Train woes


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Asia » India » Uttar Pradesh » Agra
September 25th 2018
Published: September 29th 2018
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The plan for today was to arrive in Varanasi around 1120, after a (relatively) luxurious 1AC overnight train journey. This has not happened.

When booking there was no availability on the train from Agra to Varanasi so we had to get a connection to New Delhi and pick up the train from there. Unfortunately our train to New Delhi arrived 2 hours late and we missed our connection by about 10mins. None of the trains we’ve got have been on time, unfortunately the one time we need one to run slightly late it was actually on time!

On the plus side we had at least found something to eat on the train. After double checking our train had definitely left the platform we heading over the the enquiries office to find out if they could give us the name of the next couple of stations and it’s time of arrival there. My brother and his wife have previously managed to get a taxi to the next station and catch up with their train when in India. The guy literally laughed in my face at such a ridiculous suggestion saying it was a ‘super fast express’ and refusing to tell us the stations. He told us there was another train at 830 tomorrow morning and that we should get that. He was dismissive when I asked if there were any seats available as they were all sold out on line.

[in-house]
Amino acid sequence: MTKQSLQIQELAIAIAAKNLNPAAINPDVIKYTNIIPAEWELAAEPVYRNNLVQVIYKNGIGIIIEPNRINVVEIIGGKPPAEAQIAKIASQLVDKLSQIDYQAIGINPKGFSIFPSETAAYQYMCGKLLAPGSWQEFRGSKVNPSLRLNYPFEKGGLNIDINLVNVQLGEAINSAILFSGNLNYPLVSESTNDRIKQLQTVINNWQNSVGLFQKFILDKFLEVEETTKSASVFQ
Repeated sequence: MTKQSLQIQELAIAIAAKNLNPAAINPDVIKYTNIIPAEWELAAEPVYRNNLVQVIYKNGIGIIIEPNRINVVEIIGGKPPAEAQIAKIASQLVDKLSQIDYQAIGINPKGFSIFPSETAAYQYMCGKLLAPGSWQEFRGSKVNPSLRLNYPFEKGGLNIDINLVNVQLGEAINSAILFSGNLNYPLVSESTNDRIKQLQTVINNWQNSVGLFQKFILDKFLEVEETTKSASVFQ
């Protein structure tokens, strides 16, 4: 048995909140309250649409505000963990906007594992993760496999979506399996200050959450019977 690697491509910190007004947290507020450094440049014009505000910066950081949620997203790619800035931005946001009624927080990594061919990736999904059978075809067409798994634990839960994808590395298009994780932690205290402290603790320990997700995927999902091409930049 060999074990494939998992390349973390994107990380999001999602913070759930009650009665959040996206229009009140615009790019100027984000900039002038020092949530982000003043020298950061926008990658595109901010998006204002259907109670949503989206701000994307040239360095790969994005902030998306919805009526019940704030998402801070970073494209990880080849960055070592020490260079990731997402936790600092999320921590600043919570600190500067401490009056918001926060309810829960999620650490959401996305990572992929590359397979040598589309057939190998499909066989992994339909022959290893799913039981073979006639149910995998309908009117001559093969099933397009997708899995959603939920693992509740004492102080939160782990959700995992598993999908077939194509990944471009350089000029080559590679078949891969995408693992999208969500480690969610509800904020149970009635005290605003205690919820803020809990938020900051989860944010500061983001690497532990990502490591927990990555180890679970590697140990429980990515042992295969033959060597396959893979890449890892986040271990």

Reluctant to assume we’d be able to get seats and miss the opportunity to get a bus instead we went to talk to a different person. This one seemed to think there wasn’t a train at 830 but there was one from a different station at 630am, there were seats of all classes available, but we couldn’t buy a ticket from New Delhi.
Fine, we decided to head over to the other station and try and get a ticket.

New Delhi is known to have problems with its taxis and tuk tuks
(the hostel we’ve booked there has sent us pages of information about their current scams and how best to avoid them - this is the first area that’s done that). We managed to find a tuk tuk driver who seemed to know the station we needed and said he’d take us on the meter. Fine. We get into his tuk tuk with all our bags and he promptly starts asking for 600 rupees (to go about 7.5km according to the railway staff). He says it’s 30km! We remind him we agreed meter, he says no, fixed fee. I think we actually laughed when he said 600 rupees (we’d just done the same distance in Agra for 120). Getting our bags out the price started to drop rapidly but only got to 400 and we were gone.
As we walked away another driver offered to take us. Checking the station with someone who spoke English we eventually agreed to 300 rupees (it was after midnight and I didn’t care by then). As we left the station carpark he asked for 50 rupees for the parking - we refused. Fortunately he did take us to the correct station and there were no further arguments.

By this point we were already thoroughly fed up. Tired having woken at 5am the day before to see the Taj Mahal and upset that no one was being even vaguely helpful I just wanted to go to the airport and go to Nepal early.